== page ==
In a LoRaWAN™ network nodes are not associated with a specific gateway. Instead, data transmitted by a node is typically received by multiple gateways. Each gateway will forward the received packet from the end-node to the cloud-based network server via some backhaul (either cellular, Ethernet, satellite, or Wi-Fi). The intelligence and complexity is pushed to the network server, which manages the network and will filter redundant received packets, perform security checks, schedule acknowledgments through the optimal gateway, and perform adaptive data rate, etc. If a node is mobile or moving there is no handover needed from gateway to gateway, which is a critical feature to enable asset tracking applications–a major target application vertical for IoT.
The nodes in a LoRaWAN™ network are asynchronous and communicate when they have data ready to send whether event-driven or scheduled. This type of protocol is typically referred to as the Aloha method. In a mesh network or with a synchronous network, such as cellular, the nodes frequently have to ‘wake up’ to synchronize with the network and check for messages. This synchronization consumes significant energy and is the number one driver of battery lifetime reduction. In a recent study and comparison done by GSMA of the various technologies addressing the LPWAN space, LoRaWAN™ showed a 3 to 5 times advantage compared to all other technology options.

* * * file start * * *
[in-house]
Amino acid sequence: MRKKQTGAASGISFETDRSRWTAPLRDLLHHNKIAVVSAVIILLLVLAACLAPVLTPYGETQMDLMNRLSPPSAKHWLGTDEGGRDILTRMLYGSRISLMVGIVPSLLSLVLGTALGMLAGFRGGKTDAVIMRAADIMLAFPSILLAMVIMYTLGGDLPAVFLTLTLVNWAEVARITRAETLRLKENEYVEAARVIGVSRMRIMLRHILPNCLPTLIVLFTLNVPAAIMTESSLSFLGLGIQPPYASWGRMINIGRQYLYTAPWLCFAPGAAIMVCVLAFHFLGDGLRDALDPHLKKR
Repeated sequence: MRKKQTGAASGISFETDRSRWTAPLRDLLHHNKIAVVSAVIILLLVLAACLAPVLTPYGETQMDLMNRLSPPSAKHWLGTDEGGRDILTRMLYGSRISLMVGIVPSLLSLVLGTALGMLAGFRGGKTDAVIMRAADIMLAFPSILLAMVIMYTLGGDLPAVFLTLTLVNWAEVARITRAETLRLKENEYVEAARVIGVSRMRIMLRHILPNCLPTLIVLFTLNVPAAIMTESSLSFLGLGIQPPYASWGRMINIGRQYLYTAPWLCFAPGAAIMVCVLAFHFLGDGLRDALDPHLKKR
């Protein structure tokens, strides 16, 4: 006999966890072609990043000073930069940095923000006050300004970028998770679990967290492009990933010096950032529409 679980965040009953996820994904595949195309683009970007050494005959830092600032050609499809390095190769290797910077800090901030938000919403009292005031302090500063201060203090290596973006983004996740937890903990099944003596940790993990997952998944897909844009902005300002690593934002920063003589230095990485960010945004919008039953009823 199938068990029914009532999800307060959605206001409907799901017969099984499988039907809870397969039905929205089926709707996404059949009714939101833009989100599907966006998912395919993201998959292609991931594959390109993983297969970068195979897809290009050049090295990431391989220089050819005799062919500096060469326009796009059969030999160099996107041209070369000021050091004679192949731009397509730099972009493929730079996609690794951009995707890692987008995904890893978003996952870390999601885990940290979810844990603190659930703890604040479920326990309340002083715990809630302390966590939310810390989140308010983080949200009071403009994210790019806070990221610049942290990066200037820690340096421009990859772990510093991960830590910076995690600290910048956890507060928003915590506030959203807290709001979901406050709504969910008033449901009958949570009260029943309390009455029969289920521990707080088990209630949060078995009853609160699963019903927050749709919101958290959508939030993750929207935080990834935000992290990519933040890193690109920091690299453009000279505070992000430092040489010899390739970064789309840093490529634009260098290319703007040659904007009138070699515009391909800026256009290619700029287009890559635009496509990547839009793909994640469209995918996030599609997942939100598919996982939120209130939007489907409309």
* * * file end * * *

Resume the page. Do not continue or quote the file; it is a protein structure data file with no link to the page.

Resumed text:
In order to make a long range star network viable, the gateway must have a very high capacity or capability to receive messages from a very high volume of nodes. High network capacity in a LoRaWAN™ network is achieved by utilizing adaptive data rate and by using a multichannel multi-modem transceiver in the gateway so that simultaneous messages on multiple channels can be received. The critical factors effecting capacity are the number of concurrent channels, data rate (time on air), the payload length, and how often nodes transmit. Since LoRa® is a spread spectrum based modulation, the signals are practically orthogonal to each other when different spreading factors are utilized. As the spreading factor changes, the effective data rate also changes. The gateway takes advantage of this property by being able to receive multiple different data rates on the same channel at the same time. If a node has a good link and is close to a gateway, there is no reason for it to always use the lowest data rate and fill up the available spectrum longer than it needs to. By shifting the data rate higher, the time on air is shortened opening up more potential space for other nodes to transmit. Adaptive data rate also optimizes the battery lifetime of a node. In order to make adaptive data rate work, symmetrical up link and down link is required with sufficient downlink capacity. These features enable a LoRaWAN™ network to have a very high capacity and make the network scalable. A network can be deployed with a minimal amount of infrastructure, and as capacity is needed, more gateways can be added, shifting up the data rates, reducing the amount of overhearing to other gateways, and scaling the capacity by 6-8x. Other LPWAN alternatives do not have the scalability of LoRaWAN™ due to technology trade-offs, which limit downlink capacity or make the downlink range asymmetrical to the uplink range.